Palestinian President Mahmoud Abbas met with former Palestinian prime minister Salam Fayyad and voiced his support for his appointment as a UN envoy to Libya.
The United States on Friday blocked Fayyad's appointment to lead the UN political mission in Libya, saying it was acting to support its ally Israel, who objected to the appointment.
Abbas' office said Tuesday that two had met in the morning and spoke about Israel's attempts to block the appointment. Fayyad's nomination for the post, Abbas said, proved that the UN holds him to be a diplomat of international standing whose experience can help peace and global stability.
On Saturday it emerged that Knesset Member Tzipi Livni was offered a senior position at the UN as well, a day after U.S. Ambassador to the UN Nikki Haley vetoed Fayyad's appointment.
Netanyahu confirmed on Sunday that he opposed Fayyad's appointment and said at a cabinet meeting that he was briefed on the impending appointment several days ago.
"I said that the time has come for parity in the attitude toward Israel, and that the Palestinian side can't be given freebies all the time," he said. "The time has come for the Israeli side to get status and appointments if [Fayyad] is tapped" for the position of special UN envoy to Libya.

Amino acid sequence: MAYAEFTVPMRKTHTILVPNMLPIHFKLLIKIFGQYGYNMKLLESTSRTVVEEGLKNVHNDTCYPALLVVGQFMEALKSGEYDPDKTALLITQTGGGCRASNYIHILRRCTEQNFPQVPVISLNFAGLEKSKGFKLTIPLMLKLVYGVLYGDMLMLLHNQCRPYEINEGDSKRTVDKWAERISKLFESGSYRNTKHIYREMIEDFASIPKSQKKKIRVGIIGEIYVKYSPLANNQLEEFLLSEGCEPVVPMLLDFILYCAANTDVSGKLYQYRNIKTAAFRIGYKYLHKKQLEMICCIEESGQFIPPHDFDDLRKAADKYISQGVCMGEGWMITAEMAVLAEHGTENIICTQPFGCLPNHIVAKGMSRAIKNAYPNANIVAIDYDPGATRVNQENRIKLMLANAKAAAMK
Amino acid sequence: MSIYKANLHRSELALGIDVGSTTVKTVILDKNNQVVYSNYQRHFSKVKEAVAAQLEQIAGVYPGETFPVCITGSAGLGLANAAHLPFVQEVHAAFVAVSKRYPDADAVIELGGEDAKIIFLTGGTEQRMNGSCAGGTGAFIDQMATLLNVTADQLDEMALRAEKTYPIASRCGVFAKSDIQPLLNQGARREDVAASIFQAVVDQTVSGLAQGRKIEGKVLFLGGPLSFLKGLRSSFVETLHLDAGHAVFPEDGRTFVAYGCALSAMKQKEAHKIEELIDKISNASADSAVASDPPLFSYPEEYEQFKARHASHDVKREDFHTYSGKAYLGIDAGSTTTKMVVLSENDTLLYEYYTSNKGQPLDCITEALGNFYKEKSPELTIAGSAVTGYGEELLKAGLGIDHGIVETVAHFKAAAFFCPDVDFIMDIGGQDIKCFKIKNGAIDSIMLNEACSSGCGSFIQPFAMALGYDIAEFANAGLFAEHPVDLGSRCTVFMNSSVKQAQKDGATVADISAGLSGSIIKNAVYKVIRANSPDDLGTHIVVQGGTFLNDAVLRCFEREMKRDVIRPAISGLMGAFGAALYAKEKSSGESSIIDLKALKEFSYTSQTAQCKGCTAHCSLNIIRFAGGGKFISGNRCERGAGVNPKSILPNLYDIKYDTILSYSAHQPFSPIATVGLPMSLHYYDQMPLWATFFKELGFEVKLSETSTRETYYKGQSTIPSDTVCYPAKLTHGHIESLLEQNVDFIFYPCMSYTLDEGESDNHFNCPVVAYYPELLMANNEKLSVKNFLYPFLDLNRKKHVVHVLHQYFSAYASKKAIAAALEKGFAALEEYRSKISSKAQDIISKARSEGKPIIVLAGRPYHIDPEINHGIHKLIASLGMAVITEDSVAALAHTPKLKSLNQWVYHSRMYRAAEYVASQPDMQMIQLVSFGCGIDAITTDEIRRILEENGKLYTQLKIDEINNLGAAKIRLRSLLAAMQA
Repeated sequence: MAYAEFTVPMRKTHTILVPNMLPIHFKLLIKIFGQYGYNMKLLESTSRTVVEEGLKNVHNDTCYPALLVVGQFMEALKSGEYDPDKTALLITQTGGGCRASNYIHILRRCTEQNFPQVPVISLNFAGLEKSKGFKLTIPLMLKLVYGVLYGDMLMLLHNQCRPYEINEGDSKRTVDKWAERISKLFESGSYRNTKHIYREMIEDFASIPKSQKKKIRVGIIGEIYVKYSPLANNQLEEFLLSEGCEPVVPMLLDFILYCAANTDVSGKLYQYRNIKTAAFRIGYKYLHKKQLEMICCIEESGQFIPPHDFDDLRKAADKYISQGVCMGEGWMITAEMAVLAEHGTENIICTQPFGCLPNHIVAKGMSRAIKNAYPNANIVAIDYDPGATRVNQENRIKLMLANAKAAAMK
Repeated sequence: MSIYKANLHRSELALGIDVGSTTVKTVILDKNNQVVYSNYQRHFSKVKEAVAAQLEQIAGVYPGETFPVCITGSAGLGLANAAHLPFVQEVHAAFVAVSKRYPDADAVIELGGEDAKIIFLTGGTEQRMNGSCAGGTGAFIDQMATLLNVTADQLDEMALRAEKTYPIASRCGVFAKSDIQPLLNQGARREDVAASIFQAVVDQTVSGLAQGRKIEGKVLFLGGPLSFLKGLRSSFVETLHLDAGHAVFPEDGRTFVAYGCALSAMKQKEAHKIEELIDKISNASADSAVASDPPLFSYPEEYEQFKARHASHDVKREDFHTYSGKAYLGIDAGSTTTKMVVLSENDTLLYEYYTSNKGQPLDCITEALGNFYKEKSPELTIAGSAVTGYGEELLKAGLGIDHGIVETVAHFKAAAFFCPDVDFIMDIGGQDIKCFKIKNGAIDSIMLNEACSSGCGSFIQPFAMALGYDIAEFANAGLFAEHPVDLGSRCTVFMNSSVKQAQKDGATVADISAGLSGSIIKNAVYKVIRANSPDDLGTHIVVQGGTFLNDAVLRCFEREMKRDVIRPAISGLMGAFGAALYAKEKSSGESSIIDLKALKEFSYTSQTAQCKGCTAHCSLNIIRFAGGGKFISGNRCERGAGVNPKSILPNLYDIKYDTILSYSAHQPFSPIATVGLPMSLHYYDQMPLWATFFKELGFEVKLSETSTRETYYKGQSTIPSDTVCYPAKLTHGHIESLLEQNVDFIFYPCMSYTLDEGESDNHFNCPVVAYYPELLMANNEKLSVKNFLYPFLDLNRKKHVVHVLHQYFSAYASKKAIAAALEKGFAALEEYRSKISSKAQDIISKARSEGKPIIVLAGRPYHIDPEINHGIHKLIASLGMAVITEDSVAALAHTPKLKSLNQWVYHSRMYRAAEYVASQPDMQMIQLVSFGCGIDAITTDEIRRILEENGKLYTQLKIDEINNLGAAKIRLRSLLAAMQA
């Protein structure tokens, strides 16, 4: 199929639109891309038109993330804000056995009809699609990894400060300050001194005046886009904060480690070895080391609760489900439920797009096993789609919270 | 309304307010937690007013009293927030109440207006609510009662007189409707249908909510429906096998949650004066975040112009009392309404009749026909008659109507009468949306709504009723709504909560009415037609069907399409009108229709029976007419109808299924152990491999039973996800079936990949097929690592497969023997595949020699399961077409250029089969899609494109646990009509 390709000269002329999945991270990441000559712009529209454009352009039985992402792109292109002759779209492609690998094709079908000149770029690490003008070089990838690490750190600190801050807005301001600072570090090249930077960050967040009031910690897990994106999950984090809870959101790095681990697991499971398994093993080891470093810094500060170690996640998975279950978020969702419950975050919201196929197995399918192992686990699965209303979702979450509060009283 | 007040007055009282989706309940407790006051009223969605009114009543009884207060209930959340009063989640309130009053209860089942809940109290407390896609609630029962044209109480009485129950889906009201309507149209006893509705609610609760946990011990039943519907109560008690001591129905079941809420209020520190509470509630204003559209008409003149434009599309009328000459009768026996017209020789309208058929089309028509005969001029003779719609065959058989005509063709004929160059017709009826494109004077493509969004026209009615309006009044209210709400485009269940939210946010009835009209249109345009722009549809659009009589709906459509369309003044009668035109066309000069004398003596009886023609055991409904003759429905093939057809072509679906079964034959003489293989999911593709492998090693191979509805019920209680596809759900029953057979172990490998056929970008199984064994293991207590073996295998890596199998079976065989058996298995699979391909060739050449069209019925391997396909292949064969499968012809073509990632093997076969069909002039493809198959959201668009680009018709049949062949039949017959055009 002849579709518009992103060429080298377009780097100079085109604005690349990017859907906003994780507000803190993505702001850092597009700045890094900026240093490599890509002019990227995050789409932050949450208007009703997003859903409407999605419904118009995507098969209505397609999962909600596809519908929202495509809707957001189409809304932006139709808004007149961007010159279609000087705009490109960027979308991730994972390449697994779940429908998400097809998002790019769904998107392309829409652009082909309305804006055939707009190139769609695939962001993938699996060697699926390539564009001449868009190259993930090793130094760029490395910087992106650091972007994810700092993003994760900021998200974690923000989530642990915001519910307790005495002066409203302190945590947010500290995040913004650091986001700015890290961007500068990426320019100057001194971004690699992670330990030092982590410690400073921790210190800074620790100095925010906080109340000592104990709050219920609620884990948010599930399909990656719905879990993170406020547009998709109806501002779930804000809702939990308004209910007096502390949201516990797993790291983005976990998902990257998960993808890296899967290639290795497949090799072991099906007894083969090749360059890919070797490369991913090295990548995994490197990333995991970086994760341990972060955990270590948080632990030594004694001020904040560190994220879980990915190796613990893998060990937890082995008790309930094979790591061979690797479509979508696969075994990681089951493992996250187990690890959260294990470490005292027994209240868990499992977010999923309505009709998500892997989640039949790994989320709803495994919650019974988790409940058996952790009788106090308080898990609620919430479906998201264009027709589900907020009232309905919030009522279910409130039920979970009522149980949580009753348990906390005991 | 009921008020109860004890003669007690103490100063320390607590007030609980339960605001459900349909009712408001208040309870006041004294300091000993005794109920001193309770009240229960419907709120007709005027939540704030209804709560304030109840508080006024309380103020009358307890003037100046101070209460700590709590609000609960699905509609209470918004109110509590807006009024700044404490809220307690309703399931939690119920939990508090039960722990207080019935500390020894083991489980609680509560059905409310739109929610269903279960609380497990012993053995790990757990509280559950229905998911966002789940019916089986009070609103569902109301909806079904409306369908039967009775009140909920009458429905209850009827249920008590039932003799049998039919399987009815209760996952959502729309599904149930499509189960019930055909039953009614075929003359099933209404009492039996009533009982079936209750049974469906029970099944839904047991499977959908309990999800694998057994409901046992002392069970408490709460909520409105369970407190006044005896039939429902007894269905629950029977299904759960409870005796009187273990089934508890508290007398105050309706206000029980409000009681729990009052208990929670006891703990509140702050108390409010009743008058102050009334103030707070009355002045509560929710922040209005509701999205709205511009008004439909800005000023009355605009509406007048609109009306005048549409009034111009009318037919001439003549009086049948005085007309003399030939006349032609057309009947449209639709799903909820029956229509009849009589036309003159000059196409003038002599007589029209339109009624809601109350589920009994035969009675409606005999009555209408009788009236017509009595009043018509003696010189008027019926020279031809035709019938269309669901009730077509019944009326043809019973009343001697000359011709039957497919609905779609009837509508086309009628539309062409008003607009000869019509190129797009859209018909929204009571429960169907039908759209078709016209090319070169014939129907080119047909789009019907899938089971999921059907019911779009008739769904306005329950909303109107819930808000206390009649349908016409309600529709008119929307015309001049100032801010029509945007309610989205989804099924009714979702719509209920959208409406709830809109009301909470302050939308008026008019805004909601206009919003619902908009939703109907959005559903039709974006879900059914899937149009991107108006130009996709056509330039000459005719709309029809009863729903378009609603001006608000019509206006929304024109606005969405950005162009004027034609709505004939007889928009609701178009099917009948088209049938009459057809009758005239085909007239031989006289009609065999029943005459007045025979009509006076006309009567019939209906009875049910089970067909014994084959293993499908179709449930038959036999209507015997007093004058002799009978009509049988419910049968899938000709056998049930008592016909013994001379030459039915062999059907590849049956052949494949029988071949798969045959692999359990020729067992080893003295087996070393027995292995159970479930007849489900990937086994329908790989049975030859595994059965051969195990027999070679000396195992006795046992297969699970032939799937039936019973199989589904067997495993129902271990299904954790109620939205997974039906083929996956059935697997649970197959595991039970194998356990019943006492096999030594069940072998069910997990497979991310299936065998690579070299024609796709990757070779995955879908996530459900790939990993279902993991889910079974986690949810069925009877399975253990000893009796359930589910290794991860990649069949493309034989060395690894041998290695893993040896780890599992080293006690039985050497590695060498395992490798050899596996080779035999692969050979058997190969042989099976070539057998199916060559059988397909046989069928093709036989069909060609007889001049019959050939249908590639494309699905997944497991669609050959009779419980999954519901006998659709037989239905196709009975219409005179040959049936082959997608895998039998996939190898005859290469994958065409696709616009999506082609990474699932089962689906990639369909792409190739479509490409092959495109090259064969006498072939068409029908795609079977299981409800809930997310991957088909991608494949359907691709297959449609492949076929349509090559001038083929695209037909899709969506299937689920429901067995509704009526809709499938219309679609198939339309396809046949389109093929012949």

On Friday, Haley said Friday the Trump administration "was disappointed" to see that UN Secretary-General Antonio Guterres sought to appoint Fayyad for the job. "For too long the UN has been unfairly biased in favor of the Palestinian Authority to the detriment of our allies in Israel," Haley said.
Israeli Ambassador to the UN Danny Danon on Friday voiced enthusiastic support for Haley's statement.
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